By Jenny Timmons
Remember WENN and its characters are the property of Rupert Holmes, Howard Meltzer Productions, and American Movie Classics. No copyright infringement is intended.
Everything in Victor's body told him to turn around and go back to her. He had just made his final communication with his contact and everything was going as planned. But he had not fully completed what he had wanted to accomplish. She hadn't let him tell her what he wanted to. He had tried to say the words that Grace Cavendish had always begged him for. In fact, it was one of the reasons why she left him for "bigger and better" things. "Well, at least she said she understood what I wanted to say." Victor tried to convince himself that it was enough. "Or so she said." He turned around to look up again at the building. He couldn't see his station or her, but he liked looking up where he knew they were. But his rationality took over. "I will have to wait until I can see her again." He couldn't just stand there in this alley in broad daylight when supposed to be dead and back on his way to Europe. After their meeting, his contact had told him that a black sedan would be coming along any minute at the other end of the alley to pick him up. Against his better judgment, he felt in his pockets and took out a pen and a piece of paper. "I will tell her anyway," he said out loud. He folded the note inward on itself and wrote "Miss Roberts, WENN" along with a disguised indicator of who he was on the outside. Still in the shadows of the alley, he walked to the corner of the street in front of the building complex and made sure that it wasn't busy before he stepped out into the morning light. He quickly jogged over to the front door and walked in with his hat pulled down to conceal his eyes. He left it on the front desk of the main lobby and slipped outside again. When he rounded the corner, he saw the sedan waiting for him across the alley, so he hurried to it.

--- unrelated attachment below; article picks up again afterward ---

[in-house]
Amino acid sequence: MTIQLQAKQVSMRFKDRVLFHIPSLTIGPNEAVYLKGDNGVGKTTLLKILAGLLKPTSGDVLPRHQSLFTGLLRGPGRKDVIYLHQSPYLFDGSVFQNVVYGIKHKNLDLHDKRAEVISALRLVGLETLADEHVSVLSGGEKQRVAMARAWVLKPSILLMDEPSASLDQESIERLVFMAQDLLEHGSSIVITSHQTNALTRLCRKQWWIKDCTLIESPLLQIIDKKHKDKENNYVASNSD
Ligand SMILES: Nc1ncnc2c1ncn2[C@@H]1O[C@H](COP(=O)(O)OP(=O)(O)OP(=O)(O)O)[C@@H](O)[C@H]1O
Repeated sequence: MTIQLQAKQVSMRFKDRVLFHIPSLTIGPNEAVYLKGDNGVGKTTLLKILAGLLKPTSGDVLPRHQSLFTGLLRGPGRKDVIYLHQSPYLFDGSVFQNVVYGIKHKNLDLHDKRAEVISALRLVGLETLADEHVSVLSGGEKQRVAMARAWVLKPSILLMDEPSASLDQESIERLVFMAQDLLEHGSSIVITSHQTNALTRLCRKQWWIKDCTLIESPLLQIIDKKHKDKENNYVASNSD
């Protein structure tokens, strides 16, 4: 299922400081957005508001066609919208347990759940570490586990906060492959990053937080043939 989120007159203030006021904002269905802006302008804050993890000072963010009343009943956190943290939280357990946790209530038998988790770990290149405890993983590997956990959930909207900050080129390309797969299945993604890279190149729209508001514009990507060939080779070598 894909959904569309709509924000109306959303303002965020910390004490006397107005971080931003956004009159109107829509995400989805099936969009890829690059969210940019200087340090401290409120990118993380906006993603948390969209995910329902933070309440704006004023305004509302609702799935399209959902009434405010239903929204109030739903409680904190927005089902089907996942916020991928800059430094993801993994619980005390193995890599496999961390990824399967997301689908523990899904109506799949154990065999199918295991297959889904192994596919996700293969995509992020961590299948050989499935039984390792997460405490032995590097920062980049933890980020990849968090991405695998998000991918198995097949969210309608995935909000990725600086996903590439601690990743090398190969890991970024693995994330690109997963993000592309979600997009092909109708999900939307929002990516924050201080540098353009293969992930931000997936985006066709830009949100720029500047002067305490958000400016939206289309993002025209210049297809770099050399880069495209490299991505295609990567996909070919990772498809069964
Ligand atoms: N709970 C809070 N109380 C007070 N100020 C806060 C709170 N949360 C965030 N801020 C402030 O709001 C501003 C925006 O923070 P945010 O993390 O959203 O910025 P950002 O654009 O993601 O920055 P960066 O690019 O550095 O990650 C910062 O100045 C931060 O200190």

"Where have you been?" asked a very unhappy man that stepped out of the back seat.
"I was delayed," Victor responded. "I'm sorry."
"You should be more careful in the future to follow instructions to the letter, Mr. Comstock, especially where you are going. I am entrusted with the next stage of your journey."
"Ah, yes. To England, then," answered Victor.
"Yes, England. At least you paid some attention to your instructions from your contact," the man answered. "From there we will conduct an intensive course of the German language…"
Victor looked a little misty-eyed as the car sped away.
The next morning Gertie was thumbing through the morning's mail when she noticed a small folded note among the usual bills and letters.
"Betty?" Gertie asked over the phone. "You got the strangest little thing in the mail today."
"Oh really?" Betty responded.
"Yes, your cousin Hector sent you a small note. It wasn't mailed; it looks like it was just dropped off at the main lobby."
"Cousin Hector?" she answered. "I don't remember anyone by that na..." her voice suddenly stopped. "Oh my gosh," she said hurriedly and slammed down the phone.
Gertie was in the middle of asking Betty if she was still on the line when she saw her come running down the hall.
"Oh Gertie, I haven't heard from… Hector in so long. Could I see that?"
Gertie held it out to her and she decided to take it from her slowly, thinking to herself that she wouldn't want to arouse the curiosity of Miss Reece.
"Who is Hector?" asked Gertie, intrigued.
"Oh, Hector's just a guy I know from way back when. He once said that it was scary that he had… I mean that I had a cousin. So he calls himself my cousin… in order to scare me. He's sort of crazy." It didn't come out very much as she hoped it would so she just smiled broadly and turned away to read it.
Gertie rolled her eyes and sat back down behind her desk. "Sure," she said sarcastically.
Betty unfolded the piece of paper and read: "I love you, Betty Roberts. V"
She clutched the paper and held it close as she started walking slowly toward the writer's room.